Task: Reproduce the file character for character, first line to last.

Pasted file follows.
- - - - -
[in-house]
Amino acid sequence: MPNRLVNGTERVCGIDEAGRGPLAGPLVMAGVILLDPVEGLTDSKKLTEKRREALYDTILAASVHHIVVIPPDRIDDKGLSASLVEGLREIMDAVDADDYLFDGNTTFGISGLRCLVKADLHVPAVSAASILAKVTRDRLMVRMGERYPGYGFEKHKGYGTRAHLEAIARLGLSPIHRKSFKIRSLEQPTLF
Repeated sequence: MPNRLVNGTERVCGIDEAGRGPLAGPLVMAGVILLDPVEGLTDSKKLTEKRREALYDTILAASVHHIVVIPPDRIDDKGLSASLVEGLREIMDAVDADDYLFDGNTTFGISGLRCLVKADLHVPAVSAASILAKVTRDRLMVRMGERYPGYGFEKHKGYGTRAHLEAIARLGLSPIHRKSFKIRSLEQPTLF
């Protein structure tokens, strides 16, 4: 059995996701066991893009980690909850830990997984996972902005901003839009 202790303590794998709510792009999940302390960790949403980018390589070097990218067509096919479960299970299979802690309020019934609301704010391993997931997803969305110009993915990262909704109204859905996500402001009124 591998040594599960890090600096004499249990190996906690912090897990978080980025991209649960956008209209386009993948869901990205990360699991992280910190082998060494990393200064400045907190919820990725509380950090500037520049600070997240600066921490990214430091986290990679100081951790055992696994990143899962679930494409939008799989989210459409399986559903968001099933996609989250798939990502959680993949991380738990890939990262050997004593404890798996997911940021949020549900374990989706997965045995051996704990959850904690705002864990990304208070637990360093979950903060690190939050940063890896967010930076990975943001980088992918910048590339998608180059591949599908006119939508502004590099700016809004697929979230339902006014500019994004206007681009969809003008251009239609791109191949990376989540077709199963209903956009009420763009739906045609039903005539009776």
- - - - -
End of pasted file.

[in-house]
Amino acid sequence: MPNRLVNGTERVCGIDEAGRGPLAGPLVMAGVILLDPVEGLTDSKKLTEKRREALYDTILAASVHHIVVIPPDRIDDKGLSASLVEGLREIMDAVDADDYLFDGNTTFGISGLRCLVKADLHVPAVSAASILAKVTRDRLMVRMGERYPGYGFEKHKGYGTRAHLEAIARLGLSPIHRKSFKIRSLEQPTLF
Repeated sequence: MPNRLVNGTERVCGIDEAGRGPLAGPLVMAGVILLDPVEGLTDSKKLTEKRREALYDTILAASVHHIVVIPPDRIDDKGLSASLVEGLREIMDAVDADDYLFDGNTTFGISGLRCLVKADLHVPAVSAASILAKVTRDRLMVRMGERYPGYGFEKHKGYGTRAHLEAIARLGLSPIHRKSFKIRSLEQPTLF
């Protein structure tokens, strides 16, 4: 059995996701066991893009980690909850830990997984996972902005901003839009 202790303590794998709510792009999940302390960790949403980018390589070097990218067509096919479960299970299979802690309020019934609301704010391993997931997803969305110009993915990262909704109204859905996500402001009124 591998040594599960890090600096004499249990190996906690912090897990978080980025991209649960956008209209386009993948869901990205990360699991992280910190082998060494990393200064400045907190919820990725509380950090500037520049600070997240600066921490990214430091986290990679100081951790055992696994990143899962679930494409939008799989989210459409399986559903968001099933996609989250798939990502959680993949991380738990890939990262050997004593404890798996997911940021949020549900374990989706997965045995051996704990959850904690705002864990990304208070637990360093979950903060690190939050940063890896967010930076990975943001980088992918910048590339998608180059591949599908006119939508502004590099700016809004697929979230339902006014500019994004206007681009969809003008251009239609791109191949990376989540077709199963209903956009009420763009739906045609039903005539009776």